Even more famous brands like Mouton Rothschild, which was the first of the First Growths to be released, came out at 240 euros ex-Bordeaux, around 11% higher than its 2013 en primeur wine but closer to the 2012 release price – and 2012 is an inferior vintage.

As Decanter reported on 28 April: Château Mouton Rothschild, which I found to be one of the top wines of the vintage, has helped to “breathe life into a slow burning Bordeaux 2014 en primeur campaign by releasing at a price that several merchants believe offers a good deal to consumers.”

But let’s look at other higher-end releases. Château Lynch Bages – my favorite in a blind tasting of Pauillacs from barrel – is now available in the United States for under $80: just take a look at An excellent price for fans of this fine estate as available bottles from previous vintages cost more.

All the more reason to buy futures of this wine.

Some estates have outdone themselves. Château Sociando Mallet has come out at the same price as 2013. A great gesture.

To the tasting notes 

MargauxSaint JulienPauillacSaint Estephe – Cru Bourgeois and Haut Médoc

Saint EmilionPomerol – Lalande de Pomerol

Graves (reds and whites)

Sauternes and Barsac Read More


Bordeaux 2014 in barrel: Bargains from Lalande de Pomerol

By Panos Kakaviatos for Wine-Chronicles.Com

26 May 2015


Faves? Well these are all Lalande de Pomerol, which can represent bargains for savvy Bordeaux fans. The better ones include an excellent Château L’Ambroisie du Château La Croix des Moines plus some pretty darn good ones, such as La Sergue and Château Tournefeuille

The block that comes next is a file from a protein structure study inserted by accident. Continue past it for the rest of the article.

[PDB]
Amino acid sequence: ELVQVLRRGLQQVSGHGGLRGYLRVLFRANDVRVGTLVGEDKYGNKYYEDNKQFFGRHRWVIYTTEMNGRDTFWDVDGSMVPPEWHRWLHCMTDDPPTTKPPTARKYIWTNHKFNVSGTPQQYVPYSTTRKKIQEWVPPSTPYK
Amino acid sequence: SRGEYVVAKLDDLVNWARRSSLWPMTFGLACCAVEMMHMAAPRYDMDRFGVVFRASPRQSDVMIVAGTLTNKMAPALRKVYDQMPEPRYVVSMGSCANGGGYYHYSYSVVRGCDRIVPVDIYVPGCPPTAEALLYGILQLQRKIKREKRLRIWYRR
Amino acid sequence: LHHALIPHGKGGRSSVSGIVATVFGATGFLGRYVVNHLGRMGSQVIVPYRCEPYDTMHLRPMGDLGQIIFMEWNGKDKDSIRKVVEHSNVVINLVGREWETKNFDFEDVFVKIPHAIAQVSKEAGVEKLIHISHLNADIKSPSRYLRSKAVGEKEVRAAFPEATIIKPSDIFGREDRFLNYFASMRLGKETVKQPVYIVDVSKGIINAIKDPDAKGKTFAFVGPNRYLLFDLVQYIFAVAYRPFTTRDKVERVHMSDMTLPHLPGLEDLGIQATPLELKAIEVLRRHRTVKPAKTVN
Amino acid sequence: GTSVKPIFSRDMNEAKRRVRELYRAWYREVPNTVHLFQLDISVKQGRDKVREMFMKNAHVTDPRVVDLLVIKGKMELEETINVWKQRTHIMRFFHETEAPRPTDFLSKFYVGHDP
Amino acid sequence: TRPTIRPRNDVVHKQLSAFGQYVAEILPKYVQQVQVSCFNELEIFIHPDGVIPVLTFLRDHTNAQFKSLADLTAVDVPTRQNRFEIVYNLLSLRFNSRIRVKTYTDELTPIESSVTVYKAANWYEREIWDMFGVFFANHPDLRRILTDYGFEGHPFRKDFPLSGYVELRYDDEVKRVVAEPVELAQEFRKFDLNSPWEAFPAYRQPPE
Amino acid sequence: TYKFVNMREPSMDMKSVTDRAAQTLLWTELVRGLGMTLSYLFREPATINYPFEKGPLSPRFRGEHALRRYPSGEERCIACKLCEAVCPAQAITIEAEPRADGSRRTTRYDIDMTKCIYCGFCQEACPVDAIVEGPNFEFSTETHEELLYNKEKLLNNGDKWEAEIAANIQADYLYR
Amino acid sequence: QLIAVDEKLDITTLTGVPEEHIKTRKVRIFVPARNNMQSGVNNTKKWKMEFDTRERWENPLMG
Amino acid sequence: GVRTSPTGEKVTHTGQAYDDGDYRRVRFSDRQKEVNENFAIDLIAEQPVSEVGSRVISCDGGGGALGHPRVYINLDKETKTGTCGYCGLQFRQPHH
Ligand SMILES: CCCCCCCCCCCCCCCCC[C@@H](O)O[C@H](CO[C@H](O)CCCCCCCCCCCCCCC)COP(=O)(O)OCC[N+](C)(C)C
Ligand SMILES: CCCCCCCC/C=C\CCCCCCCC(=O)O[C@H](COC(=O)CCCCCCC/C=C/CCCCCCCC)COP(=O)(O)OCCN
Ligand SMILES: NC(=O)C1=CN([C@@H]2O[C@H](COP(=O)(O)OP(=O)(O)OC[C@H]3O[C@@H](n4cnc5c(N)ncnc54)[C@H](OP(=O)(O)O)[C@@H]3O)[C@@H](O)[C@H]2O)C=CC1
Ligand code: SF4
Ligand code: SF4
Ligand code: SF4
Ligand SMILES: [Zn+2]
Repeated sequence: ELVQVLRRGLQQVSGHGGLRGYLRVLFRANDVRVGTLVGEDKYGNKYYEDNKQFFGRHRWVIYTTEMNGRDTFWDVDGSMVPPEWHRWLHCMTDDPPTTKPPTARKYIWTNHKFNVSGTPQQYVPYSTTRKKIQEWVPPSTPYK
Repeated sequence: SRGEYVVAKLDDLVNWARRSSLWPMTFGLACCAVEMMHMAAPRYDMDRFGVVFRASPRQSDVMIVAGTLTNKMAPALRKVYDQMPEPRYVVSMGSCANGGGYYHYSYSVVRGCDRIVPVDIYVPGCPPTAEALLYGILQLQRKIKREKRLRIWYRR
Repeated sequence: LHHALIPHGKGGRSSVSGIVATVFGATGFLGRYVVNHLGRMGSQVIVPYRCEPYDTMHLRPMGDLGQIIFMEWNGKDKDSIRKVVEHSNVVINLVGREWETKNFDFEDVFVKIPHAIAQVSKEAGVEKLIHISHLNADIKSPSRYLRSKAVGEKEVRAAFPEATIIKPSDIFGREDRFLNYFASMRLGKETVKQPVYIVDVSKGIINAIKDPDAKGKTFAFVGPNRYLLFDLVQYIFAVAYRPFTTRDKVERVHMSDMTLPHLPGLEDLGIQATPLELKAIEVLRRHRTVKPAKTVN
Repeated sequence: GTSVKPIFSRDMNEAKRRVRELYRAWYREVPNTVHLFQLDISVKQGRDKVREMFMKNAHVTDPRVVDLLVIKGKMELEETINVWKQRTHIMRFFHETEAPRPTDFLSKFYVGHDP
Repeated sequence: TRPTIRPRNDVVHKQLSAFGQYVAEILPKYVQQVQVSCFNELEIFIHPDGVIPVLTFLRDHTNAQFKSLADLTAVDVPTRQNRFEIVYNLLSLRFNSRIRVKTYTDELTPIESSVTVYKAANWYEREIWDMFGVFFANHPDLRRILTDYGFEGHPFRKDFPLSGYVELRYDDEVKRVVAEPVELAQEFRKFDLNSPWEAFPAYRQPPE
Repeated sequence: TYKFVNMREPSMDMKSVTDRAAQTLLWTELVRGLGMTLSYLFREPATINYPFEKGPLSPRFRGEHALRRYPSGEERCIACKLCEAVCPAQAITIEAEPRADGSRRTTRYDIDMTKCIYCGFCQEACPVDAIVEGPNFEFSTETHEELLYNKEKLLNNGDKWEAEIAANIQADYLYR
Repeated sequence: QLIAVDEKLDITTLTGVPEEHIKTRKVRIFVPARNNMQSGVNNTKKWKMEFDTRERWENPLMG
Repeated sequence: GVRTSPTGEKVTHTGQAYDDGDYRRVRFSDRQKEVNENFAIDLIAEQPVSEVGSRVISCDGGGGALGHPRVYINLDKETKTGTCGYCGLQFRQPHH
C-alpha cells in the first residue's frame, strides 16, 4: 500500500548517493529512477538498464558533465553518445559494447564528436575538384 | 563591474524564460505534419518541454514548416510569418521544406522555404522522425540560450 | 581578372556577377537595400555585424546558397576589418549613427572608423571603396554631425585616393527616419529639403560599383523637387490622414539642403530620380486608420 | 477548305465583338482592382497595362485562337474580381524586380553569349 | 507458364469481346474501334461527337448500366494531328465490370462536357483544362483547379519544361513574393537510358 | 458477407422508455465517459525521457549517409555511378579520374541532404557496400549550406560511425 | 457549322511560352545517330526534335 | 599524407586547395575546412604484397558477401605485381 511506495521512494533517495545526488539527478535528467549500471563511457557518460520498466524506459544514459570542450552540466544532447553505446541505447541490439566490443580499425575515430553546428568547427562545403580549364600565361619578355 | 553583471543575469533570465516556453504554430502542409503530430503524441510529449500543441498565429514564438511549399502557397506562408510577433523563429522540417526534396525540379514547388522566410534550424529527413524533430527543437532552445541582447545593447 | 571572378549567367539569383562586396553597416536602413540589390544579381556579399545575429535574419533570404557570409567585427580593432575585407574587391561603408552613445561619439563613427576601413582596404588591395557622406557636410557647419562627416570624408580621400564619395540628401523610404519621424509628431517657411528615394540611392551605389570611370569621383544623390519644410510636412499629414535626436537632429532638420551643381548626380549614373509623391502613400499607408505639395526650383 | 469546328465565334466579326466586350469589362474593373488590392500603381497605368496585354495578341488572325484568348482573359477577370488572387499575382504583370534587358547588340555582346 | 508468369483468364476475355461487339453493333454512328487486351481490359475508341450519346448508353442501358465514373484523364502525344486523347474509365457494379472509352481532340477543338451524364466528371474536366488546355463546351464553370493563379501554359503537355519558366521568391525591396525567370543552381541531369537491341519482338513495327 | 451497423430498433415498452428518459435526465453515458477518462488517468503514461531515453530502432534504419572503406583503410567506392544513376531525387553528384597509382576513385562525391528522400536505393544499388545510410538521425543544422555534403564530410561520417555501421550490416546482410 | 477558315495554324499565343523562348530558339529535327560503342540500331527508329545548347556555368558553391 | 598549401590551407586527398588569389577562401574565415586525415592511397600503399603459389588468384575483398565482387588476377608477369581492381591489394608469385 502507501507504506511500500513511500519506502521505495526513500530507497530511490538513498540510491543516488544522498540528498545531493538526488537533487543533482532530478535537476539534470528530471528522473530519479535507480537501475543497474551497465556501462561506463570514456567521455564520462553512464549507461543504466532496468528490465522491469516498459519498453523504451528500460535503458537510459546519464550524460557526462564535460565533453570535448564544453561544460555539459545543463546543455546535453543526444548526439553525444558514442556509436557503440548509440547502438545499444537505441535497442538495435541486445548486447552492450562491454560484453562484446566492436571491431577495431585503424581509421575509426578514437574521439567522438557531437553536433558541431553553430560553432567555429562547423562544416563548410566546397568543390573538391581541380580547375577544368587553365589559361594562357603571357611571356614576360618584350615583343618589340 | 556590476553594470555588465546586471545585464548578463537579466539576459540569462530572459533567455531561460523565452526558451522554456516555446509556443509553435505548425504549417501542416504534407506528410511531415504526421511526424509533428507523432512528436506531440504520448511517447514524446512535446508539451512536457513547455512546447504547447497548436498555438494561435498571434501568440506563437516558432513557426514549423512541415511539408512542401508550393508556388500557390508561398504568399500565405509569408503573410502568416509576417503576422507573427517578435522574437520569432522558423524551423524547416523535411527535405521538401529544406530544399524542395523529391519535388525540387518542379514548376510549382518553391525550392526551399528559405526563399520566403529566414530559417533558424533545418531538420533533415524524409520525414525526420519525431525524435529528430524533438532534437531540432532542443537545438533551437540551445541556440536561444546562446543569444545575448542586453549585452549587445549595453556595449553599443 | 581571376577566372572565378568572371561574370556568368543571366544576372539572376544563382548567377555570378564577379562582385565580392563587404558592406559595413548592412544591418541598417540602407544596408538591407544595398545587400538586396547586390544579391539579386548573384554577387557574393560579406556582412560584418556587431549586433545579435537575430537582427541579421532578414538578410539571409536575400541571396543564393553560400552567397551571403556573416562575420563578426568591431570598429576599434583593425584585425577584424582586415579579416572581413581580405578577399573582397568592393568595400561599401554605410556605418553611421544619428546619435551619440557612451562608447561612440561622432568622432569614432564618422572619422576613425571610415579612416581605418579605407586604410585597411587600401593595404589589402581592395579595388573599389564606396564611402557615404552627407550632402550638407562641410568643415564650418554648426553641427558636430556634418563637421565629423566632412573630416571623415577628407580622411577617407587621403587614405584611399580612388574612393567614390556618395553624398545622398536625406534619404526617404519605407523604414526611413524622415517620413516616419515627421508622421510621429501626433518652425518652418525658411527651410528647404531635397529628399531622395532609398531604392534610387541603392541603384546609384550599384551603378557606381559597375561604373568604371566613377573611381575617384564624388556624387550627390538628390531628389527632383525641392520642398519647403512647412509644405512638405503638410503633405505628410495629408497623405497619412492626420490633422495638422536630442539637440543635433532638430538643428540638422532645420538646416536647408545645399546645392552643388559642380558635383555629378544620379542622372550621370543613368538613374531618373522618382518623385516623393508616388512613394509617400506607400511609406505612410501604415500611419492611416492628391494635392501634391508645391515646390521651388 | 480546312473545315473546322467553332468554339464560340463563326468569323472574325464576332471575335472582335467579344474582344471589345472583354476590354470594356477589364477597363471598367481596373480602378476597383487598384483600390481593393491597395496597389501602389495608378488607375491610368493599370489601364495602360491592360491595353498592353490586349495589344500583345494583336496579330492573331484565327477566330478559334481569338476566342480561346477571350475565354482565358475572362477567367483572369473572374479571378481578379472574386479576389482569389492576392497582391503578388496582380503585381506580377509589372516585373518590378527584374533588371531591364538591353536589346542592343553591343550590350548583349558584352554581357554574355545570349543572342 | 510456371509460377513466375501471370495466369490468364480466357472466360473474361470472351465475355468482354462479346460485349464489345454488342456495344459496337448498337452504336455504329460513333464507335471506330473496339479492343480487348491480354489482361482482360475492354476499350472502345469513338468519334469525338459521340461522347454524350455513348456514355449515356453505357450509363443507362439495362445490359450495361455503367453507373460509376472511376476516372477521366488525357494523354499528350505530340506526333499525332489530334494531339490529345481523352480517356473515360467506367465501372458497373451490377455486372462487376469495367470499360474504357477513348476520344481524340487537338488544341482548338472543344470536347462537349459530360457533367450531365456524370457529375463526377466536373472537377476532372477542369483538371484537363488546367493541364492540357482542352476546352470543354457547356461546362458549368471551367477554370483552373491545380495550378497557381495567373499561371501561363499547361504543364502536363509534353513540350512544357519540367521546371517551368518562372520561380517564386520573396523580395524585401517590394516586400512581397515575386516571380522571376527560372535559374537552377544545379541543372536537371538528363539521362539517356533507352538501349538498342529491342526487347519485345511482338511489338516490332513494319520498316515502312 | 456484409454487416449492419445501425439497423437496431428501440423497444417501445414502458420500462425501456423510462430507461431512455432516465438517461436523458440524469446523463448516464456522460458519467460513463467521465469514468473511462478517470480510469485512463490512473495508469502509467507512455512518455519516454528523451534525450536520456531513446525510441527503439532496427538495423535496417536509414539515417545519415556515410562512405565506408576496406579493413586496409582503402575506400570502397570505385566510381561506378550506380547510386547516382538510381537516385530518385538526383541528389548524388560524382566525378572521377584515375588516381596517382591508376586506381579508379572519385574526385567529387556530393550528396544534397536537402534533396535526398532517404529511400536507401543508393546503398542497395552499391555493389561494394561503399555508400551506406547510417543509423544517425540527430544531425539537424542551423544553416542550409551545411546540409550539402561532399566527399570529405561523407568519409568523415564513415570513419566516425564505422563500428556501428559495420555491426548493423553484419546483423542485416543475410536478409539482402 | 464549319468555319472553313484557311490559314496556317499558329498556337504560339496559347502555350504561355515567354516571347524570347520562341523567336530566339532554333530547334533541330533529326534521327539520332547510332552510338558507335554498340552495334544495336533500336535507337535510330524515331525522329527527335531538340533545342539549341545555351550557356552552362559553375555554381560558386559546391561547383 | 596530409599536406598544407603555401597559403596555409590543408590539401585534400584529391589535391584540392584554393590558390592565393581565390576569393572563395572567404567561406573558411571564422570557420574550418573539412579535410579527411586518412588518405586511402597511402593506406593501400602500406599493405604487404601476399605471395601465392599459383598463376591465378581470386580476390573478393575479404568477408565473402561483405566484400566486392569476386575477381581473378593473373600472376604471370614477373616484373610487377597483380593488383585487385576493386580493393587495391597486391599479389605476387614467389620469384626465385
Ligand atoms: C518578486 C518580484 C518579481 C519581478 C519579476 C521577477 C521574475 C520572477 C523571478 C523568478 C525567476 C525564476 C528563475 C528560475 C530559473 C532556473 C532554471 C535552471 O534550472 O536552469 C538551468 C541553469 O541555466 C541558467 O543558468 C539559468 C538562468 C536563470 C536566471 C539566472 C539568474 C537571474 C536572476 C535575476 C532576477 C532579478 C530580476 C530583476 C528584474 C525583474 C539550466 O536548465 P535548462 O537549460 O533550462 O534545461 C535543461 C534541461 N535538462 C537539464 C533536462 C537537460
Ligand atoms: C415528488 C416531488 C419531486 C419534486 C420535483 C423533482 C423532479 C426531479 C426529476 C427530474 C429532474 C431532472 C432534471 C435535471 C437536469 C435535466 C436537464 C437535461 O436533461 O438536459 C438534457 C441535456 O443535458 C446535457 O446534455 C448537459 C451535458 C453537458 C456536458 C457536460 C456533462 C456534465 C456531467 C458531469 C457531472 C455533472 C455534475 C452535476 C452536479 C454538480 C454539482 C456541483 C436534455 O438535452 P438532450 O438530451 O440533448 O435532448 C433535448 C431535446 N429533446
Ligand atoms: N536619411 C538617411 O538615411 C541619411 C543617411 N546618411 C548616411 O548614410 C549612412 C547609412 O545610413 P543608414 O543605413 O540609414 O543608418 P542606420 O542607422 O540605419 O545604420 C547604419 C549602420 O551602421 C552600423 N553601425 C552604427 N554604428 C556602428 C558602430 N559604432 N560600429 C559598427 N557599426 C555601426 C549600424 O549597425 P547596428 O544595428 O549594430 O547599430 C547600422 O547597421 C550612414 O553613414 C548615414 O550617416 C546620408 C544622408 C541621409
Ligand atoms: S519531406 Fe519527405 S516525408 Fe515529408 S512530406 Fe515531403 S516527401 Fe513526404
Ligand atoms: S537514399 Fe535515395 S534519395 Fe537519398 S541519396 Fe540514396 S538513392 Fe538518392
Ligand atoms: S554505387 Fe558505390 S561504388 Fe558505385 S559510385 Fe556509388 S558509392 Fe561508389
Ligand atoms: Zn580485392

Wines in bold I liked particularly, when red and bold even more and when underlined, too, wine nirvana.

Lalande de Pomerol tasted blind at Grande Cercle des Vins de Bordeaux Read More

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Bordeaux 2014 in barrel: successful Sauternes

By Panos Kakaviatos for Wine-Chronicles.Com

25 May 2015


Faves? I loved Suduiraut most as an upper level Sauternes that is fairly expensive, among some other well-known brands. Yquem as superb, but that was expected. The good news for sticky lovers: some lesser known wines did very well in 2014, based on barrel samples that I tried at two trade tastings. 

Alas! I actually… lost some notes, which explains the absence of Guiraud and others. I mean, I recall liking Guiraud, but I lost the specific notes. Sorry!

The plan is to taste Sauternes again at Vinexpo next month and add notes.

For the notes I did not lose, it can be said that although high acidities sometimes made me feel like Sauternes barrel samples I tried were more like Loire Valley late harvest wines, the appellation was – by and large – uniformly successful.

Steve Webb of Bordeaux Gold almost every year says that a given vintage is the best ever. You’ve got to hand it to him! But there was “a bit of emotion” tasting these wines, he said. “At the top level, it was sublime, as the vintage had such a cool summer, which is great for white wine grapes, bringing that bright, fresh acidity.” Read More